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Chicago Dermatological Society Centennial
January 2003

Of Mice and Men: The Road to Understanding the Complex Nature of Adipose Tissue and Lipoatrophy

Author Affiliations

From the Department of Dermatology, University of Illinois, College of Medicine, Chicago.

Arch Dermatol. 2003;139(1):81-83. doi:10.1001/archderm.139.1.81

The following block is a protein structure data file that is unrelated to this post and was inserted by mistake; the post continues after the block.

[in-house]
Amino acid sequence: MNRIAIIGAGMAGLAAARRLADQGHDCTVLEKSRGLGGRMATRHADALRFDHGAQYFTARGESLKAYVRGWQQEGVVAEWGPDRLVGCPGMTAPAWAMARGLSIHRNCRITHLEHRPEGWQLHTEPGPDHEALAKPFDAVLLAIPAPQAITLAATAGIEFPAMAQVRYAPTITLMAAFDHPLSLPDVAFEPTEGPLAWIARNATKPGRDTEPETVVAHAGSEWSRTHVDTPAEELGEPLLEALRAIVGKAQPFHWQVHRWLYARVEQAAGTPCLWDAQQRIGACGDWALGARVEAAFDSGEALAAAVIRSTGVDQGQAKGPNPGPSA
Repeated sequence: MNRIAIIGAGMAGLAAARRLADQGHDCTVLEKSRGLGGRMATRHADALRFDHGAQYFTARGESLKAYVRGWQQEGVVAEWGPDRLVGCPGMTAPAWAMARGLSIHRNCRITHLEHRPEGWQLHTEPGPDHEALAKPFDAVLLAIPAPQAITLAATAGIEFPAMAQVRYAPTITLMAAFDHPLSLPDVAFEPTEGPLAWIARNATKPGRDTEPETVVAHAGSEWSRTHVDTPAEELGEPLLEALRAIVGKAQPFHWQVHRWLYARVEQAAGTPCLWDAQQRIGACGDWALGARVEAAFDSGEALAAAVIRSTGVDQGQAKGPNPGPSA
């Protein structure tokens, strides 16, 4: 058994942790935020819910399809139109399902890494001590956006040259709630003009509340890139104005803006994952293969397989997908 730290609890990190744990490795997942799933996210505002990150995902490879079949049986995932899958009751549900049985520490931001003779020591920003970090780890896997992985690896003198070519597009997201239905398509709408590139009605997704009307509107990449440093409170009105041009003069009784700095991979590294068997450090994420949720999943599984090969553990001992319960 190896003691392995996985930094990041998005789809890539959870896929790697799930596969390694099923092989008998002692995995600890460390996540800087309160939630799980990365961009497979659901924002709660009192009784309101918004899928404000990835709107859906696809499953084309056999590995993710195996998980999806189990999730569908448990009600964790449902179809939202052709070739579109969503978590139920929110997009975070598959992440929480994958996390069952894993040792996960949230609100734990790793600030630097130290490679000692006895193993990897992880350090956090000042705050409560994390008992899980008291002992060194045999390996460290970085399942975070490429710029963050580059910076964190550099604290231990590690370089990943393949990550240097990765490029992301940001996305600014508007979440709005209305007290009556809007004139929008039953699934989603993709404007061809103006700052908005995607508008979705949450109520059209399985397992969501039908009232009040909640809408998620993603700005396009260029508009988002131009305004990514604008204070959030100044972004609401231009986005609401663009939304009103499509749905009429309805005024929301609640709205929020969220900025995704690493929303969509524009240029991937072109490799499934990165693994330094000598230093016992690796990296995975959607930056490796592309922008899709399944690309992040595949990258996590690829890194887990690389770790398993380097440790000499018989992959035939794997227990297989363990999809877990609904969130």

THE LIPODYSTROPHIES, a group of disorders characterized by loss of adipose tissue in various distributions, are associated with an assortment of metabolic abnormalities, predominately insulin resistance, hypertriglyceridemia, and fatty liver. To better understand the role of adipose tissue in the development of diabetes and obesity, transgenic mice, or gene knockout mice, have been produced that mimic the human forms of lipodystrophy. The study of these mice and adipocytes in general, which are now known to produce a variety of bioactive molecules, has transformed the view of the adipocyte from a passive storage cell to a more complex one functioning as a secretory and endocrine tissue that may also be linked to the immune system.

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